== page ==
There was a buzz at Seymour library last week when 110 people packed the usually quiet space to hear David Holmgren’s presentation, Food, Resilience and Retrofitting our Suburbs.
The night started with banter between locals Peter Lockyer and Richard Telford, focussed on retrofitting projects of the built environment, including Abdallah House and three other properties, all within a 1km of the library.
The common thread was in considering the solar aspect and modifying the existing resources and infrastructure of the sites to increase self-reliance.
Mr Holmgren then introduced ‘Aussie Street’, a compelling story from the new suburbs of the 1950s and the evolution through the decades.
‘‘People in the audience could relate to the made-up characters that live in the street and the drama of their lives,’’ Mr Telford said.
‘‘Each of the four properties illustrated various realistic approaches to suburban living and adaption to changing times.
‘‘As affluence and energy use dramatically increases from the 50s to the 90s, so does the time away from home as the number of people living in the street decreases.’’
But when permaculture retrofitting was adopted at one household, time at home started to increase and the home economy rebuilds, Mr Telford said.
‘‘This spreads to impact neighbouring properties, allowing the small community to thrive during the 1920s great depression,’’ he said.
‘‘The result being a future reminiscent of the 1950s, drawing upon the successes of the past with appropriate technologies and strategies from modern times. The story gives a sense of hope during the current uncertainty.’’
Mr Telford said question time then raised lots of concerns about regulatory requirements and how Mr Holmgren’s vision of a suburban transformation could be realised.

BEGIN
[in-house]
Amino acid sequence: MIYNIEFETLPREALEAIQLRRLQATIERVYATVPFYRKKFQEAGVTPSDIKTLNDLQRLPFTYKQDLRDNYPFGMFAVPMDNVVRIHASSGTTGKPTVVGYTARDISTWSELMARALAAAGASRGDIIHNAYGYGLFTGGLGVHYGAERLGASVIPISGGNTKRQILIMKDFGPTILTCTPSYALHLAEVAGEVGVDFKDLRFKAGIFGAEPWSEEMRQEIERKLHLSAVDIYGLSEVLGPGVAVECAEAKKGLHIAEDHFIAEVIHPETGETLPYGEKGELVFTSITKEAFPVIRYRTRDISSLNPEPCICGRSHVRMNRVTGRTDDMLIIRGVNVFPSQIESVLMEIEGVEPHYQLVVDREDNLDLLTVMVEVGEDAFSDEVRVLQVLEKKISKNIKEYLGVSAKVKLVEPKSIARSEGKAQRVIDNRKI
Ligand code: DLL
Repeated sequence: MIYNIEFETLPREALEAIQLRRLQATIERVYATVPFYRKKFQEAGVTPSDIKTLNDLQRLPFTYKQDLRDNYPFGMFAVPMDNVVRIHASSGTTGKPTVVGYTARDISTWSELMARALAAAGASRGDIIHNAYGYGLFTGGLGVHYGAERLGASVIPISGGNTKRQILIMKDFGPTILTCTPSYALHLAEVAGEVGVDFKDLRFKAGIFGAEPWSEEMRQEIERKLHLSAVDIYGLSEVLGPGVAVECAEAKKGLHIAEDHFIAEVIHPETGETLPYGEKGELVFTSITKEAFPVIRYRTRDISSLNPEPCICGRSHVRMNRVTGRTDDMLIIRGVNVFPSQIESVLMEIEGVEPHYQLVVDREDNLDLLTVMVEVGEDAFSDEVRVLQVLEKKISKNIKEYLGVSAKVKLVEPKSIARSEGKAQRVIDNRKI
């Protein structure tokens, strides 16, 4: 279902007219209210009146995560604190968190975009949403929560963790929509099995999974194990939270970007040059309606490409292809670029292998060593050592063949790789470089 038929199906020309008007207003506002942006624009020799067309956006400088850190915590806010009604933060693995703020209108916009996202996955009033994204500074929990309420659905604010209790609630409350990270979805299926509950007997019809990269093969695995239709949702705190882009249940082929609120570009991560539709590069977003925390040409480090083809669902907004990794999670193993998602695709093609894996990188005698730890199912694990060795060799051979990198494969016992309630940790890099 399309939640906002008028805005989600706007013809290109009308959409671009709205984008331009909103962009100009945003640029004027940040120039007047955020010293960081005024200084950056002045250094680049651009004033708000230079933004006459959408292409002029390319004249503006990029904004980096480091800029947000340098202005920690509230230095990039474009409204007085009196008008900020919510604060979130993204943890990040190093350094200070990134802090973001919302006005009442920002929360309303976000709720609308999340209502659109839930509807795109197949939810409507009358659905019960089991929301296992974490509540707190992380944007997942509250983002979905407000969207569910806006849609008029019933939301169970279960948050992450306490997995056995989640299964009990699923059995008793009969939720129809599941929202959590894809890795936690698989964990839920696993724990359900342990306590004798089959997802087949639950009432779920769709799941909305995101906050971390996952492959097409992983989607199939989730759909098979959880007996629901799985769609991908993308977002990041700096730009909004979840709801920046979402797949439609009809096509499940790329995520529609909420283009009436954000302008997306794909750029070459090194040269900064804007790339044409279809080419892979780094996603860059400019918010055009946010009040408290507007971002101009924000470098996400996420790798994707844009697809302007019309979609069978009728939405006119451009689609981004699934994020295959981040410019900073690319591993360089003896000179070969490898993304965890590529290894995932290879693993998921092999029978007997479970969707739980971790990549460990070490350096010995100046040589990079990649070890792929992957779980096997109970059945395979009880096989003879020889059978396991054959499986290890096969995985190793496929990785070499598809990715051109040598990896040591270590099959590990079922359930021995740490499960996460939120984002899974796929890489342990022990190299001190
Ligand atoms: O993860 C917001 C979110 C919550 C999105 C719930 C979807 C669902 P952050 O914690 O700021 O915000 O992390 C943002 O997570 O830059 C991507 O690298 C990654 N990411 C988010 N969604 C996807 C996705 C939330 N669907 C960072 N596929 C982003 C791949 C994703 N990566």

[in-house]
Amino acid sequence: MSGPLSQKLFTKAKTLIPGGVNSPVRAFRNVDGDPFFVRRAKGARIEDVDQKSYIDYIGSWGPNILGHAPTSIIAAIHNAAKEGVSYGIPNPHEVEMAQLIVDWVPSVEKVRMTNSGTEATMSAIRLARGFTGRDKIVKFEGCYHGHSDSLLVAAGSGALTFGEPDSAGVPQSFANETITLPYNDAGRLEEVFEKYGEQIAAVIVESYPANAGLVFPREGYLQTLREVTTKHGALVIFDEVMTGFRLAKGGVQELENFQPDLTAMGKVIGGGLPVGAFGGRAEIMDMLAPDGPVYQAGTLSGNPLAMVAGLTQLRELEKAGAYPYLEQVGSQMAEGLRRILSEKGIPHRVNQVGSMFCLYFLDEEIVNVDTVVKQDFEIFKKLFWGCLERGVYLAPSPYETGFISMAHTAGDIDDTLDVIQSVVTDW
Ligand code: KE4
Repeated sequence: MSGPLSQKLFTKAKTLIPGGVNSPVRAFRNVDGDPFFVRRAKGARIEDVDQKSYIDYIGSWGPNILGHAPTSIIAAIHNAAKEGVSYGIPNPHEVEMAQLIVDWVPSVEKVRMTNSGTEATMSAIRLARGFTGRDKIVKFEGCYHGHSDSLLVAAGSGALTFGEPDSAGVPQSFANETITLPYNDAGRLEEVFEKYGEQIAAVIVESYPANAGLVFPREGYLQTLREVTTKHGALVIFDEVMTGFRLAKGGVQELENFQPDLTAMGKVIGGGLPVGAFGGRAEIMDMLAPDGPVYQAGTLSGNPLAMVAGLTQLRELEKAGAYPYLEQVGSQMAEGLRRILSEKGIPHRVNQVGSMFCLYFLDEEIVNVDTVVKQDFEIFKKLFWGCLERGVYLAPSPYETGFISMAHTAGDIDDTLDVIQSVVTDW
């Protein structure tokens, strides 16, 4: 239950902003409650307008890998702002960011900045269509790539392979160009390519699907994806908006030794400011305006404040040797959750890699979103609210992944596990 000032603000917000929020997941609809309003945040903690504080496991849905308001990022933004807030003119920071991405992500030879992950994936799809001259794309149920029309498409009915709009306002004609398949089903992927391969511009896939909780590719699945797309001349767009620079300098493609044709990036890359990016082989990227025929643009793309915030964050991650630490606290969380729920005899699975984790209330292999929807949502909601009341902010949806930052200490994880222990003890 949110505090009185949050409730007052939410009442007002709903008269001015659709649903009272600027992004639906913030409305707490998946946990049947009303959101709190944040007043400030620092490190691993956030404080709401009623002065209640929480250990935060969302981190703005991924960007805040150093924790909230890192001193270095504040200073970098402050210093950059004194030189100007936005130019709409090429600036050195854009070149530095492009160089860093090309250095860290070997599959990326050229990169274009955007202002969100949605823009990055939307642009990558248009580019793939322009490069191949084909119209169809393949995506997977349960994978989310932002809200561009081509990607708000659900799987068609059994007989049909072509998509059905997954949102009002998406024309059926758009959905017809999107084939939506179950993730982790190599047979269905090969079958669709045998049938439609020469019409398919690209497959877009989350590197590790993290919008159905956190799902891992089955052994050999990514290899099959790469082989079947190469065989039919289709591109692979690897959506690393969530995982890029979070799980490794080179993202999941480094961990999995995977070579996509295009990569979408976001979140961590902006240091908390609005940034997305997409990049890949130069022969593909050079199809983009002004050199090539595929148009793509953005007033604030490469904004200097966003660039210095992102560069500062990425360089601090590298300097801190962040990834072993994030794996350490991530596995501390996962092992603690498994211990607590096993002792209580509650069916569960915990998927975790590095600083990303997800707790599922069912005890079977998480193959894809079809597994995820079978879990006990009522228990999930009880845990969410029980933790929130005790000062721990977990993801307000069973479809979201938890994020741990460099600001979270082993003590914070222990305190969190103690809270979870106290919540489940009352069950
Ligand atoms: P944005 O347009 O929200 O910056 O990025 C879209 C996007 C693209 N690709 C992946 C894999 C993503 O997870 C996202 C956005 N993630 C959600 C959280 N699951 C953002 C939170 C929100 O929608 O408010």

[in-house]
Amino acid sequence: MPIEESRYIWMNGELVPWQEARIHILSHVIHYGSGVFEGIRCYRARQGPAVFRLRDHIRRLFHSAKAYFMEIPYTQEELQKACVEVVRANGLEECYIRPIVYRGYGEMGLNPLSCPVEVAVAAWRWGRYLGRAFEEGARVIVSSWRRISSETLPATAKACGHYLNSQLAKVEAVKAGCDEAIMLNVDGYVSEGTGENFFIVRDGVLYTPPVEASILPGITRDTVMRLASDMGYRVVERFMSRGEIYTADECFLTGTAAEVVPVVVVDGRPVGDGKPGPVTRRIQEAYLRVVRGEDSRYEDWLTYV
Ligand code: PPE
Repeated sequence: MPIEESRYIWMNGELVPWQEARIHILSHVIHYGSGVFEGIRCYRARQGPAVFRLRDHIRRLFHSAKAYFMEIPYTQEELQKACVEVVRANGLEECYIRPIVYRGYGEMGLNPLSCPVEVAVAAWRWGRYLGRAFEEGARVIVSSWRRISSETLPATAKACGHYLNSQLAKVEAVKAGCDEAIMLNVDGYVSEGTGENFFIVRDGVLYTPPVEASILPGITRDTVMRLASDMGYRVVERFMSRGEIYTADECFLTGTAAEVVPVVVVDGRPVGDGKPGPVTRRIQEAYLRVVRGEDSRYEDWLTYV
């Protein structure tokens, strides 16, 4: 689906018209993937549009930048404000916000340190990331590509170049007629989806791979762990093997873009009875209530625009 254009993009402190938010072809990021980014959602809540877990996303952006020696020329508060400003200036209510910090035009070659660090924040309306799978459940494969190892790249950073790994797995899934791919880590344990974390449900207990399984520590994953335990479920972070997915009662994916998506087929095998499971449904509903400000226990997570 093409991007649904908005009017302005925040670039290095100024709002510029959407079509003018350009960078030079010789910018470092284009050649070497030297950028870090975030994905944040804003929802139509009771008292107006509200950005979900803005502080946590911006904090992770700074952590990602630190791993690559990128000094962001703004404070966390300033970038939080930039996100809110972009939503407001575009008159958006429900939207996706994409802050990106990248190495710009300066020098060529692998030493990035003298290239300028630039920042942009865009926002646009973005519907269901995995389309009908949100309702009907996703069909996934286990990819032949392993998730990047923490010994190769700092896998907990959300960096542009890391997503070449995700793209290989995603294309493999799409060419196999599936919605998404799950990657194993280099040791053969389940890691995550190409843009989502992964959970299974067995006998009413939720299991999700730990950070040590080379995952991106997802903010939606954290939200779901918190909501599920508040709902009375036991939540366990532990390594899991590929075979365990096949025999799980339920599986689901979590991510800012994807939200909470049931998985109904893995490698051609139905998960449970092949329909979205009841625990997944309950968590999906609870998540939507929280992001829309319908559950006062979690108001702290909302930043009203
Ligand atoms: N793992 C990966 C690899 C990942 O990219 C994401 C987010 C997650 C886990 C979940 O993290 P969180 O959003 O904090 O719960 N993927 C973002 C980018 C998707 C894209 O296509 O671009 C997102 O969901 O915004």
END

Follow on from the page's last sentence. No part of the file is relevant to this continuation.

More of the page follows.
Mr Holmgren acknowledged the importance of the rules and regulations required by council to curb unethical behaviour, particularly by corporations.
He challenged the audience, along with the three councillors attending, to make incremental changes where they lived, even if that means bending a few rules.
‘‘Building relationships and trust with neighbours gives residents the social license to enhance the properties where they live, and build community at the same time,’’ Mr Telford said.
‘‘David concluded by pointing out that Seymour, like many smaller rural townships, is well placed to make to become more self-reliant.
‘‘Relatively small houses on large suburban blocks are ripe for retrofitting, which is much more challenging (but not impossible) on smaller blocks.
‘‘The existing, often under-utilised, infrastructure are also great assets that can be transformed into hubs of activity if we spend more time where we live, rather than commuting long distances,’’ he said.
A ‘‘techno-optimistic’’ future was ‘‘unrealistic’’, Mr Holmgren said.
‘‘We face economic uncertainty that will change the way we live,’’ he said.
‘‘We can create better, more rewarding lives for ourselves now, without hardship being forced upon us.
‘‘Change now and avoid the rush.’’
For information, people can visit RetroSuburbia.com